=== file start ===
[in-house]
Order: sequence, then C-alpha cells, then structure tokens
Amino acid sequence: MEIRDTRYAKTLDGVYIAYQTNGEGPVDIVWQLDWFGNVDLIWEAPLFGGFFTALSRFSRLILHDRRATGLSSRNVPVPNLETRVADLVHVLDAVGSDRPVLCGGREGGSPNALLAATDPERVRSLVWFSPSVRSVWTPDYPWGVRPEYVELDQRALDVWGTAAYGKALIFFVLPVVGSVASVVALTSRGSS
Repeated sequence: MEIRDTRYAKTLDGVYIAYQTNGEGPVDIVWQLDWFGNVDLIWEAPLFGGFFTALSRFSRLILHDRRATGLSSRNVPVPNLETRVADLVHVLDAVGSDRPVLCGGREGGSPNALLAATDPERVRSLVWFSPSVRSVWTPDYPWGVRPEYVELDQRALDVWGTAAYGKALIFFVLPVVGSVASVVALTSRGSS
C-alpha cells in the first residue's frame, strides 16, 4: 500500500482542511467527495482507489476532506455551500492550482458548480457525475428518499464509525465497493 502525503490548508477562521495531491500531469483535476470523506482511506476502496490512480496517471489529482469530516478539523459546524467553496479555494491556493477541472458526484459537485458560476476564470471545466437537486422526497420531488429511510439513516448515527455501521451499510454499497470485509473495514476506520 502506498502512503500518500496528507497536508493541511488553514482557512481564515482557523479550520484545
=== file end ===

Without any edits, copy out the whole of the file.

[in-house]
Order: sequence, then C-alpha cells, then structure tokens
Amino acid sequence: MEIRDTRYAKTLDGVYIAYQTNGEGPVDIVWQLDWFGNVDLIWEAPLFGGFFTALSRFSRLILHDRRATGLSSRNVPVPNLETRVADLVHVLDAVGSDRPVLCGGREGGSPNALLAATDPERVRSLVWFSPSVRSVWTPDYPWGVRPEYVELDQRALDVWGTAAYGKALIFFVLPVVGSVASVVALTSRGSS
Repeated sequence: MEIRDTRYAKTLDGVYIAYQTNGEGPVDIVWQLDWFGNVDLIWEAPLFGGFFTALSRFSRLILHDRRATGLSSRNVPVPNLETRVADLVHVLDAVGSDRPVLCGGREGGSPNALLAATDPERVRSLVWFSPSVRSVWTPDYPWGVRPEYVELDQRALDVWGTAAYGKALIFFVLPVVGSVASVVALTSRGSS
C-alpha cells in the first residue's frame, strides 16, 4: 500500500482542511467527495482507489476532506455551500492550482458548480457525475428518499464509525465497493 502525503490548508477562521495531491500531469483535476470523506482511506476502496490512480496517471489529482469530516478539523459546524467553496479555494491556493477541472458526484459537485458560476476564470471545466437537486422526497420531488429511510439513516448515527455501521451499510454499497470485509473495514476506520 502506498502512503500518500496528507497536508493541511488553514482557512481564515482557523479550520484545